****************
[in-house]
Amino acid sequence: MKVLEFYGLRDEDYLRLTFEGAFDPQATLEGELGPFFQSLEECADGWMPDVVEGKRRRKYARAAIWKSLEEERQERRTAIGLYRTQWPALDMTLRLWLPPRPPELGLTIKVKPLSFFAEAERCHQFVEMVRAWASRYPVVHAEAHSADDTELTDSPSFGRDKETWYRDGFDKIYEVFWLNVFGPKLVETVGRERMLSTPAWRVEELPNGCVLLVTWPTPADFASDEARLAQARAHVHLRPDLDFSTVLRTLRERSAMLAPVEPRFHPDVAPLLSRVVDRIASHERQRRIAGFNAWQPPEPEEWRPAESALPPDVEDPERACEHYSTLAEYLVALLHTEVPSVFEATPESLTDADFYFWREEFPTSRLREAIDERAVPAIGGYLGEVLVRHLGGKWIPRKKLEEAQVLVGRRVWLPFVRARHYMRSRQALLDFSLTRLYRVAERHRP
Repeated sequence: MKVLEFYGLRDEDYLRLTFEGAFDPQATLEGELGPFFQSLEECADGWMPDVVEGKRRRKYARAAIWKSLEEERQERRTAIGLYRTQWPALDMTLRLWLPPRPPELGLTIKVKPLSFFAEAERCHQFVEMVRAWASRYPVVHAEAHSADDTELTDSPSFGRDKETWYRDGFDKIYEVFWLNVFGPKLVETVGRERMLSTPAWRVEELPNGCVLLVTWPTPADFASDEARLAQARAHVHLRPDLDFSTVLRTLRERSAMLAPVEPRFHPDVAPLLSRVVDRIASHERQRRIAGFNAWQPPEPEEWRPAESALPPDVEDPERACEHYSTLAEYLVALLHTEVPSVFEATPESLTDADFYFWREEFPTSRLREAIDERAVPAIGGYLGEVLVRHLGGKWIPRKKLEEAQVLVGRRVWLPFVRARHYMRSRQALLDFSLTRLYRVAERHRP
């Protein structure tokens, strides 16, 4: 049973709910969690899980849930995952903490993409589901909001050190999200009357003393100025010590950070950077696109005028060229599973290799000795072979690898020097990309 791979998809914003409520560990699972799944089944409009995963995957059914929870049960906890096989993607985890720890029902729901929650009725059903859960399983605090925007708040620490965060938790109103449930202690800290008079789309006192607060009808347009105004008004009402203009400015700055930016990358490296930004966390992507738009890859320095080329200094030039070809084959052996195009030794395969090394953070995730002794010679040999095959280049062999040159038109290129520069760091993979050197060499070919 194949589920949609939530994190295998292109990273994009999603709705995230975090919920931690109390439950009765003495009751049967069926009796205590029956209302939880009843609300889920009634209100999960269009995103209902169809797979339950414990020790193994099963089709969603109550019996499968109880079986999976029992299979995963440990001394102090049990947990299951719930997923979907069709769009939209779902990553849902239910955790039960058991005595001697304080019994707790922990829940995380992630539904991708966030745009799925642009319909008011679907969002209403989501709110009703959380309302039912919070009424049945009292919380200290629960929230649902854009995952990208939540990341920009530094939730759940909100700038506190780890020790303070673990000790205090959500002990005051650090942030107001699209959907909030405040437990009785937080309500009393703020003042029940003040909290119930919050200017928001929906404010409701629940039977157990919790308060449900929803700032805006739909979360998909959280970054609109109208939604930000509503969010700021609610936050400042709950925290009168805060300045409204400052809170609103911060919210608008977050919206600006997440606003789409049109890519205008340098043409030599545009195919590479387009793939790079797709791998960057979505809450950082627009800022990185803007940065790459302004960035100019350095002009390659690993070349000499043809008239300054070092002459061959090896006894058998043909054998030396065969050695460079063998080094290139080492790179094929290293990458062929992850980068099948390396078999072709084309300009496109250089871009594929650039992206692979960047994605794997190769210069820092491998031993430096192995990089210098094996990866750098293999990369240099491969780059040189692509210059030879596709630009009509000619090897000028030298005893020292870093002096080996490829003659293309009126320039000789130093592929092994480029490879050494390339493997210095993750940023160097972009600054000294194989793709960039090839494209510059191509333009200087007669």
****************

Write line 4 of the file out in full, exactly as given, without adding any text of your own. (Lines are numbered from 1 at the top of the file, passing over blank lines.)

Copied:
């Protein structure tokens, strides 16, 4: 049973709910969690899980849930995952903490993409589901909001050190999200009357003393100025010590950070950077696109005028060229599973290799000795072979690898020097990309 791979998809914003409520560990699972799944089944409009995963995957059914929870049960906890096989993607985890720890029902729901929650009725059903859960399983605090925007708040620490965060938790109103449930202690800290008079789309006192607060009808347009105004008004009402203009400015700055930016990358490296930004966390992507738009890859320095080329200094030039070809084959052996195009030794395969090394953070995730002794010679040999095959280049062999040159038109290129520069760091993979050197060499070919 194949589920949609939530994190295998292109990273994009999603709705995230975090919920931690109390439950009765003495009751049967069926009796205590029956209302939880009843609300889920009634209100999960269009995103209902169809797979339950414990020790193994099963089709969603109550019996499968109880079986999976029992299979995963440990001394102090049990947990299951719930997923979907069709769009939209779902990553849902239910955790039960058991005595001697304080019994707790922990829940995380992630539904991708966030745009799925642009319909008011679907969002209403989501709110009703959380309302039912919070009424049945009292919380200290629960929230649902854009995952990208939540990341920009530094939730759940909100700038506190780890020790303070673990000790205090959500002990005051650090942030107001699209959907909030405040437990009785937080309500009393703020003042029940003040909290119930919050200017928001929906404010409701629940039977157990919790308060449900929803700032805006739909979360998909959280970054609109109208939604930000509503969010700021609610936050400042709950925290009168805060300045409204400052809170609103911060919210608008977050919206600006997440606003789409049109890519205008340098043409030599545009195919590479387009793939790079797709791998960057979505809450950082627009800022990185803007940065790459302004960035100019350095002009390659690993070349000499043809008239300054070092002459061959090896006894058998043909054998030396065969050695460079063998080094290139080492790179094929290293990458062929992850980068099948390396078999072709084309300009496109250089871009594929650039992206692979960047994605794997190769210069820092491998031993430096192995990089210098094996990866750098293999990369240099491969780059040189692509210059030879596709630009009509000619090897000028030298005893020292870093002096080996490829003659293309009126320039000789130093592929092994480029490879050494390339493997210095993750940023160097972009600054000294194989793709960039090839494209510059191509333009200087007669």